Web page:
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Ultrafast lasers and ablation studies

  Students interested in gaining experience on industrial pulsed laser systems have a unique opportunity to work with nano- and pico-second pulsed lasers, several of which have been donated to my lab by Electro-Scientific Industries (ESI). All in all, my lab has two pico-second lasers with pulse widths on the order of 10 ps, repetition rates between 200 kHz and several MHz, and average powers of 4 - 15 W, that are powerful enough to drill holes into metals or strongly alter the surface of metallic samples, as well as two nano-second lasers with pulse widths of 10 ns and repetition rates up to 40 Hz. One of those lasers can emit light at 355, 532, or 1064 nm, making it a very versatile instrument. An internal grant from Willamette University (Hewlett grant 2013) has provided funding to add a galvanometric scan lens system to one of the pico-second lasers, enabling us to very carefully and precisely move the laser pulses to any desired location on the work surface. This allows us to create and inscribe almost any desired pattern onto the metallic sample.

Hydrophobic surfaces:

Hydrophobic surfaces repel water similar to how a Lotus leaf does it in nature. We can create such surfaces by patterning metallic samples in a controlled way with a combination of large and small structures: The large structures are created when the laser beam is scanned over the metallic surface, and the small structures appear automatically for pico-second lasers (they're called LIPSS, or laser induced periodic surface structures). An example of such a patterned hydrophobic surface that demonstrates the large and small structures is shown in the figure below on the left. The right side of the figure shows how a water droplet maintains its shape when it is deposited onto such a patterned surface - an indication that the surface is indeed water-repellent.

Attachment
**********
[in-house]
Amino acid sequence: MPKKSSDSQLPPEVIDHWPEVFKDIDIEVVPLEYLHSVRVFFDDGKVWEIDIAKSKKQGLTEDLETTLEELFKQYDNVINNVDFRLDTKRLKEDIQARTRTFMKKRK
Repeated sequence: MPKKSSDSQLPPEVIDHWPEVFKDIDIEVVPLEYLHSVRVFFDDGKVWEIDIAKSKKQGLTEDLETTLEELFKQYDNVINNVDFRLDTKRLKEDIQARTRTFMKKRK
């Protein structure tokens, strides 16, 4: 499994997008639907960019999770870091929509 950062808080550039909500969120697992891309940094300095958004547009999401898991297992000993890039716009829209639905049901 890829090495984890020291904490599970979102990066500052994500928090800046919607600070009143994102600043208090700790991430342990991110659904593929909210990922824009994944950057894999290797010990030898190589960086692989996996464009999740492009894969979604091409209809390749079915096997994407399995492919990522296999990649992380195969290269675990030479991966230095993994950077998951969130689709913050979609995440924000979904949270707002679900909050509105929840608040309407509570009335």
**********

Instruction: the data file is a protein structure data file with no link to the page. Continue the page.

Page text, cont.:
We recently started a collaboration with Dr. David Altman (Willamette's biophysicist) on patterning titanium surfaces in a way that allows osteoblasts to adhere better to them. Better adhesion and cell health can improve the acceptance of titanium implants into the body, for example as knee or hip replacements. 

Nanoparticles created via laser ablation in liquids:

Using our nano-second pulsed laser, we have created gold and silver nanoparticles in distilled water. Nanoparticles are small (on the order of a few ten to hundred nanometers in diameter), which gives them unique optical properties. Metal nanoparticles for example display characteristic colors due to their plasmon resonances, the wavelength at which they absorb incident light quite strongly. This phenomenon is caused by the collective motion of the electrons over the surface of the nanoparticle as they try to follow the direction of the electric field of the incident electromagnetic wave. If the electric field vector switches direction when the electrons reach the highest (or lowest) point of the nanoparticle, the collective oscillations of the electrons is in resonance with the incident electromagnetic wave. The figure below (left) shows gold nanoparticles (note the characteristic red color), and the right part of the figure shows the corresponding plasmon resonance of gold.

 

 

 

 

 

 

 

 

 

 Nanoparticles find applications in a variety of fields. For example, they can be used to tag or destroy cancer cells when they are attached to proteins that preferentially bind to the cancer cells.

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